Open to: Juniors and seniors

Prerequisite: Final grades of B+ in at least two courses in English, history, language, math, or science in the year preceding that in which IB World Religions is to be taken or enrollment in the full IB Diploma Program.

Theory of Knowledge

This one-term philosophy course encourages critical thinking about knowledge itself. Students ask and answer questions like these: What counts as knowledge? How is knowledge created? What are its limits? In other words, the focus is on how we know, rather than on what we know. The goals for students in this course are: 1) to gain an understanding of what it means to know something as a scientist, an artist, a mathematician, a philosopher, etc.; 2) to appreciate how the forms of knowledge relate to one another; and 3) to practice thinking and writing critically.

Students in the IB diploma program must take the yearlong IB Theory of Knowledge course, not this course.

Open to: Juniors and seniors

IB Theory of Knowledge

This is a synthesis course that examines some of the ways in which we acquire knowledge and understand the world around us. Students explore perception, reason, and language as basic means through which we understand our experience. The course also examines different areas of knowledge, such as mathematics, science, history, morality, politics, aesthetics, and religion.

The course structure frequently employs the Socratic method to challenge students to analyze philosophical issues and to reflect on their own intellectual experiences. Students read a rich variety of texts and essays that raise religious, moral, aesthetic, and ethical questions and write reflective journal entries often in response to the reading. Each student in the course must prepare an oral presentation and submit a 1,200- to 1,600-word essay on one of ten theory of knowledge questions prescribed by the International Baccalaureate Organization.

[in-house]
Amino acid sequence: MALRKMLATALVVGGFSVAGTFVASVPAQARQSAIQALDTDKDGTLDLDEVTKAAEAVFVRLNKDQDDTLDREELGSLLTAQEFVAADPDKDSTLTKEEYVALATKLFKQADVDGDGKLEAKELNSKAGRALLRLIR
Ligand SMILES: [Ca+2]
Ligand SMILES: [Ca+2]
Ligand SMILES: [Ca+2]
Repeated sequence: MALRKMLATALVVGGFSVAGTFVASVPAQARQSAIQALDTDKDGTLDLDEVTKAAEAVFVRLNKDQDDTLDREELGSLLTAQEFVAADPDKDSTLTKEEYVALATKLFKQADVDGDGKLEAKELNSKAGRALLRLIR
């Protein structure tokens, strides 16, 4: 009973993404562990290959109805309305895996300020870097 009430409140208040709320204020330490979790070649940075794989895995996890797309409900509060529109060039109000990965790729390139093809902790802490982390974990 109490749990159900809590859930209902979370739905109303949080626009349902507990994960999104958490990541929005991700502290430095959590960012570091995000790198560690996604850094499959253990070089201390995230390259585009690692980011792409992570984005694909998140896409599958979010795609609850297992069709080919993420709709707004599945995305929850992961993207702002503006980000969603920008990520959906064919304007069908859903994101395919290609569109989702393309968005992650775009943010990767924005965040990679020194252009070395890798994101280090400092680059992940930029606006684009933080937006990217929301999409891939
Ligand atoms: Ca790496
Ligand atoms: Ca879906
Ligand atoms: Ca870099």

This yearlong course is required of all IB diploma candidates.

Prerequisite: Final grades of B+ in at least two courses in English, history, language, math, or science in the year preceding that in which IB ToK is to be taken or enrollment in the full IB Diploma Program. Open to: Juniors and seniors

Service Learning Projects

Through extending themselves to others, students develop a sense of commitment; learn the potential rewards and frustrations involved in service; learn how specific agencies, cultures, and institutions operate; develop an appreciation for complex social support networks; and gain insight into their own values and life goals. Sixty-five hours of service are required of all George School students during junior or senior year. Service learning projects vary from intense, two-week experiences in a school-sponsored, domestic or international service project, to once-a-week experiences that extend throughout the school year, to preapproved independent projects. Service learning projects may be completed during the school year or over the summer. Each project must take the form of direct interaction with people who are disempowered because of social, racial, economic, or health factors. School-sponsored trips can accommodate limited numbers and require an application and screening process. Students are expected to submit proposals for most service projects well in advance of the project date. Each student is required to write a reflective journal that documents personal growth and understanding of the service experience. Some service learning projects have supplementary reading to orient students to the population being served.